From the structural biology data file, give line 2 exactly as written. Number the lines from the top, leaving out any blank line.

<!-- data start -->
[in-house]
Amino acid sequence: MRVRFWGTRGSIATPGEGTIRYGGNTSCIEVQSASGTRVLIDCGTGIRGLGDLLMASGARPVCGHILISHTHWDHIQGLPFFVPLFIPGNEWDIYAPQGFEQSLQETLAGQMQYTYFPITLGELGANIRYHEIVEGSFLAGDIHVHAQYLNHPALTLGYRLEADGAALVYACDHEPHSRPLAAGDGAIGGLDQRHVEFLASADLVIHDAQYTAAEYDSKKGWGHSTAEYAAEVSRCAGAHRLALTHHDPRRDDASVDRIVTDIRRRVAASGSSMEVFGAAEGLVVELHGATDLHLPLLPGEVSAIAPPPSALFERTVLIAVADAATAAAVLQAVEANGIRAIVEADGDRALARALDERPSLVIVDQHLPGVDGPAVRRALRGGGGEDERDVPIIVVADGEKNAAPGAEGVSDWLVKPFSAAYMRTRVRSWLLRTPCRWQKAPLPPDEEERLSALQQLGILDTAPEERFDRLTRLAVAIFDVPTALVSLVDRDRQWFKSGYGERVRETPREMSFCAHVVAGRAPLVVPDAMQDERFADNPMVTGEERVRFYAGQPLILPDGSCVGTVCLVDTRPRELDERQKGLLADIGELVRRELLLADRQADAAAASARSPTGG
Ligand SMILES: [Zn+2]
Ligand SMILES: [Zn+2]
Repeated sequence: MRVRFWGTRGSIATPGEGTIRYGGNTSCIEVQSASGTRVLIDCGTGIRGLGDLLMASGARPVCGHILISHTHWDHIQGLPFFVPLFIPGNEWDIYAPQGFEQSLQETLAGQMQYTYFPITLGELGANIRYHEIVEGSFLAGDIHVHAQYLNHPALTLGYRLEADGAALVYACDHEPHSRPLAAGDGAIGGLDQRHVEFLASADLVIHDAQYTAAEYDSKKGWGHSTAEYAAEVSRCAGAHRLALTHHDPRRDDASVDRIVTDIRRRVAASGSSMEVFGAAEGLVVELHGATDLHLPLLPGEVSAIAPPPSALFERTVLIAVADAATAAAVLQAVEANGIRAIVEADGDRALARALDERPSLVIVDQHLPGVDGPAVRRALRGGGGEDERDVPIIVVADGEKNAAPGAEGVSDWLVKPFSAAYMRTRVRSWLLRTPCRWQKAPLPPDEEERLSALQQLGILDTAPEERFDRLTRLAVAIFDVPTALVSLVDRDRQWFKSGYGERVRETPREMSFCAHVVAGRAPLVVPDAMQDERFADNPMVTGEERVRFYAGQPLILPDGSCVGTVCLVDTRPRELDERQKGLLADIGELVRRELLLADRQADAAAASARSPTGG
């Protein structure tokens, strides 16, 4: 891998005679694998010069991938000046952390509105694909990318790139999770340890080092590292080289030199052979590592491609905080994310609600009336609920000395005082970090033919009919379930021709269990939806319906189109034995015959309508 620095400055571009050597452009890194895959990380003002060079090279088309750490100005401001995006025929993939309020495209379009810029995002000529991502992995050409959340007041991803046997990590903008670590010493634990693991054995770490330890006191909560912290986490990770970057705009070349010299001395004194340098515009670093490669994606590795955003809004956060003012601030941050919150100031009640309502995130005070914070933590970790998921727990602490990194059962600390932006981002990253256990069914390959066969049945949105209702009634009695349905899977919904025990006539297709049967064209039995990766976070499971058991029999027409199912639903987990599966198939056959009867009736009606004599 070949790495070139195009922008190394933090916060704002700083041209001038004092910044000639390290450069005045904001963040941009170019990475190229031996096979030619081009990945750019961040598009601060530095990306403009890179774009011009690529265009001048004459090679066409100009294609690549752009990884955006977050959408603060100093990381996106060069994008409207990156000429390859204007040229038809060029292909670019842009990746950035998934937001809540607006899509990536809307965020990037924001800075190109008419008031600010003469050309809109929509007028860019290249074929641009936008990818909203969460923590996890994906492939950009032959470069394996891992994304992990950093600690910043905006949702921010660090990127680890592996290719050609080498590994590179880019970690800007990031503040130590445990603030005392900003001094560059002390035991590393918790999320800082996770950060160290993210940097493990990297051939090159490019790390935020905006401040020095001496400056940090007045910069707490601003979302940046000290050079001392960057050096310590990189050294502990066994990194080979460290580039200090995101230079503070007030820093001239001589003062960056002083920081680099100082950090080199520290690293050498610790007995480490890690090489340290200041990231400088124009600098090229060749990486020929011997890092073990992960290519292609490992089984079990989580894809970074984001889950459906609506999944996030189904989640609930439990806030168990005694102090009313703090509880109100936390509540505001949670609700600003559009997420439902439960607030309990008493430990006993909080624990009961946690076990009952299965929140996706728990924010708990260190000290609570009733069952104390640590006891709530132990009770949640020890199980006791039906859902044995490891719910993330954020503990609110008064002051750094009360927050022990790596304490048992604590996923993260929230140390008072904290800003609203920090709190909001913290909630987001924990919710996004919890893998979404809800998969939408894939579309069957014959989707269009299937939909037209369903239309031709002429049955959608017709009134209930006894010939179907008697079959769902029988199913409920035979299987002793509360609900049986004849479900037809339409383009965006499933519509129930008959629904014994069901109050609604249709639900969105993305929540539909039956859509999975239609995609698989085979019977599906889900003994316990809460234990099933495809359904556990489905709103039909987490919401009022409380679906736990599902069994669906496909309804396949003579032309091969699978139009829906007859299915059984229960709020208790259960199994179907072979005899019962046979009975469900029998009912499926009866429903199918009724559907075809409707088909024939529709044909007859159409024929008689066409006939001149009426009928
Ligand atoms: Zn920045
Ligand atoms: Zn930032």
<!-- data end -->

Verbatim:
Amino acid sequence: MRVRFWGTRGSIATPGEGTIRYGGNTSCIEVQSASGTRVLIDCGTGIRGLGDLLMASGARPVCGHILISHTHWDHIQGLPFFVPLFIPGNEWDIYAPQGFEQSLQETLAGQMQYTYFPITLGELGANIRYHEIVEGSFLAGDIHVHAQYLNHPALTLGYRLEADGAALVYACDHEPHSRPLAAGDGAIGGLDQRHVEFLASADLVIHDAQYTAAEYDSKKGWGHSTAEYAAEVSRCAGAHRLALTHHDPRRDDASVDRIVTDIRRRVAASGSSMEVFGAAEGLVVELHGATDLHLPLLPGEVSAIAPPPSALFERTVLIAVADAATAAAVLQAVEANGIRAIVEADGDRALARALDERPSLVIVDQHLPGVDGPAVRRALRGGGGEDERDVPIIVVADGEKNAAPGAEGVSDWLVKPFSAAYMRTRVRSWLLRTPCRWQKAPLPPDEEERLSALQQLGILDTAPEERFDRLTRLAVAIFDVPTALVSLVDRDRQWFKSGYGERVRETPREMSFCAHVVAGRAPLVVPDAMQDERFADNPMVTGEERVRFYAGQPLILPDGSCVGTVCLVDTRPRELDERQKGLLADIGELVRRELLLADRQADAAAASARSPTGG